Forum for Science, Industry and Business

Sponsored by:     3M 
Search our Site:

 

Better estimates for future extreme precipitation in Europe

29.03.2006

Researchers in Switzerland report that extreme rains in Europe may grow stronger and more frequent in the near future and have significant effects on the region’s infrastructure and natural systems. They aggregated a number of regional European climate models to produce more refined estimates of increases in precipitation extremes over most of the continent by the late 21st century than were previously available. Their research was published on 24 March in the Journal of Geophysical Research-Atmospheres, a publication of the American Geophysical Union.

Christoph Frei and his coauthors at the Swiss Federal Institute of Technology Zurich (ETH) and at the University of Reading in the United Kingdom used a unique set of regional climate model simulations and statistical analysis tools from a pair of European Union projects--PRUDENCE and STARDEX--in six regional climate models to quantify the changes in exceptionally strong precipitation events over the next 100 years.

Their analysis shows that Alpine regions and northern European locations above 45 degrees latitude (including such major cities as London, Berlin, and Stockholm) are likely to experience increases in the frequency and strength of fall, winter and springtime extreme precipitation events by the year 2100. They report, for example, that in Scandinavia, unusually strong events that are now expected to occur once per century will occur at approximately 20-40 year intervals.

Global circulation and disconnected regional models had previously forecast increases in extreme precipitation, as higher atmospheric greenhouse gas concentrations are thought to heighten the frequency of such events worldwide. The combination of regional European models used in the current study adds to the detail available to researchers and provides improved estimates for the pattern, magnitude, and uncertainty of precipitation changes, as compared with larger, more general models.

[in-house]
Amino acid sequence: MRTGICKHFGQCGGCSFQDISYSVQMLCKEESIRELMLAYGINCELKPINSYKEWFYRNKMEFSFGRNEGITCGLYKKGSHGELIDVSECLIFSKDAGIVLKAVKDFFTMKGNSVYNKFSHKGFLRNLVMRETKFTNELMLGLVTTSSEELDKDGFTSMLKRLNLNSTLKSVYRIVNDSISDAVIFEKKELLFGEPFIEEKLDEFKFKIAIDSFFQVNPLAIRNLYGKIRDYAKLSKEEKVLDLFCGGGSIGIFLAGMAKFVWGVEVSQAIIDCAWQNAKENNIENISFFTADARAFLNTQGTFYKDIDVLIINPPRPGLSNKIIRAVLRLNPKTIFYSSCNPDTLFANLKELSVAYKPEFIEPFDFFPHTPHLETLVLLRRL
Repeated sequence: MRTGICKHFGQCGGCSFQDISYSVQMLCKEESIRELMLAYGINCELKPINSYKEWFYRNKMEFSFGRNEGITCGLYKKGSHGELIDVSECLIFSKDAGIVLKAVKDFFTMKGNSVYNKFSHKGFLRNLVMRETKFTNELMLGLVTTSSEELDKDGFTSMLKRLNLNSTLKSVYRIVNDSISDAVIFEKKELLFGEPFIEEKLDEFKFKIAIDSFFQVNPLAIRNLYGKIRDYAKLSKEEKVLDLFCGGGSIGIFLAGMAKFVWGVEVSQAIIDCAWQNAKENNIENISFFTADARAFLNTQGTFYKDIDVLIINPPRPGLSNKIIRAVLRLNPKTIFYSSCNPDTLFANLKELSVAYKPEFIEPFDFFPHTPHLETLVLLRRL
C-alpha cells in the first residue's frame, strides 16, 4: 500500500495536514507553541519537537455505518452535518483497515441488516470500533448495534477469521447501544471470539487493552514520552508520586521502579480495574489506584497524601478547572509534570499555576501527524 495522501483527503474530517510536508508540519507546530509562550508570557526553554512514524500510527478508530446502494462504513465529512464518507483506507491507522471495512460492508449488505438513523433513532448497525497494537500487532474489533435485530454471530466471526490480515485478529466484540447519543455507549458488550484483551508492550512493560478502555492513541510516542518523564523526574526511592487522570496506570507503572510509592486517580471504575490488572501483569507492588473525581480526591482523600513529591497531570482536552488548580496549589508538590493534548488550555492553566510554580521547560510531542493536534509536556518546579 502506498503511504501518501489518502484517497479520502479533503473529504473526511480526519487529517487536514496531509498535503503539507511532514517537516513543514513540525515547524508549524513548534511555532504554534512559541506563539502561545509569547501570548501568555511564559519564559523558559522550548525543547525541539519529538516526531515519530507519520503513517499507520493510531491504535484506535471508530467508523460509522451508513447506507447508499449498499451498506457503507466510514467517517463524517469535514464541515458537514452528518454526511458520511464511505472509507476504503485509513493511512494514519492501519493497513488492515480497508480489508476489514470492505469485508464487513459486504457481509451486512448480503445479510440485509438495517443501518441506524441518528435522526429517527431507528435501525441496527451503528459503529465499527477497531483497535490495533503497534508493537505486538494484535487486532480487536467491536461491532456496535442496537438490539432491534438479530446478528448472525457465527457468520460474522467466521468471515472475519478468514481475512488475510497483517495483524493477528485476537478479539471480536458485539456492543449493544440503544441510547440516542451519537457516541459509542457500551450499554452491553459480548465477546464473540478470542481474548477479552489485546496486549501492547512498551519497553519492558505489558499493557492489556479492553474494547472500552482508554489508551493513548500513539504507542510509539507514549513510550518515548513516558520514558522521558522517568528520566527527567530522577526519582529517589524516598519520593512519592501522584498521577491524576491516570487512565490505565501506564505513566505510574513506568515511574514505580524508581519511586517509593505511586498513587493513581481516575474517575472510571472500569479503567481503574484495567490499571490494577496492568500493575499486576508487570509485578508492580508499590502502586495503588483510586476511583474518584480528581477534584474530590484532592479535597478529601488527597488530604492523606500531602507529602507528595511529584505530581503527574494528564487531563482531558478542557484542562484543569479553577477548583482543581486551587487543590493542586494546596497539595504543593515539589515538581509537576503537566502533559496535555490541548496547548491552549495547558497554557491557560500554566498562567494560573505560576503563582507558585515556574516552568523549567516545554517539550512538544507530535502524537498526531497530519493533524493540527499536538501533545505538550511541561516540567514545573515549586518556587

"There are several implications for climate change research from this study," notes Frei, now at the Swiss Federal Office of Meteorology and Climatology (MeteoSwiss). "First, it confirms the prospects of regional climate models as tools for deriving future scenarios of climate extremes. This has great impact on the design of future ensemble climate modeling projects."

The authors confirmed their results using the extensive rain gauge network already in place in the European Alps. They say that although the Alps cover only a limited part of the model’s domain, and its results cannot be extrapolated to other regions, their model analysis showed exceptional accuracy when compared with observational data at fine spatial scales that are not resolved in current global models.

By combining a number of different models, the researchers were able to use the varying techniques employed in regional climate modeling. They note that their study does not account for all sources of uncertainty, and should be interpreted as a possible scenario of future extreme precipitation events, but one with higher reliability than was previously possible.

The research was sponsored by the European Union, the Swiss Ministry for Education and Science, and the Swiss National Science Foundation.

Title: "Future change of precipitation extremes in Europe: An intercomparison of scenarios from regional climate models"

Authors: Christoph Frei, Institute for Atmospheric and Climate Science, Eidgenoessische Technische Hochschule (ETH), Zurich, Switzerland; now at Federal Office of Meteorology and Climatology (MeteoSwiss), Zurich, Switzerland; Regina Schoell, Sophie Fukutome, Juerg Schmidli, Institute for Atmospheric and Climate Science, Eidgenössische Technische Hochschule (ETH), Zurich, Switzerland; Pier Luigi Vidale, Center for Global Atmospheric Modelling, Department of Meteorology, University of Reading, Reading, United Kingdom.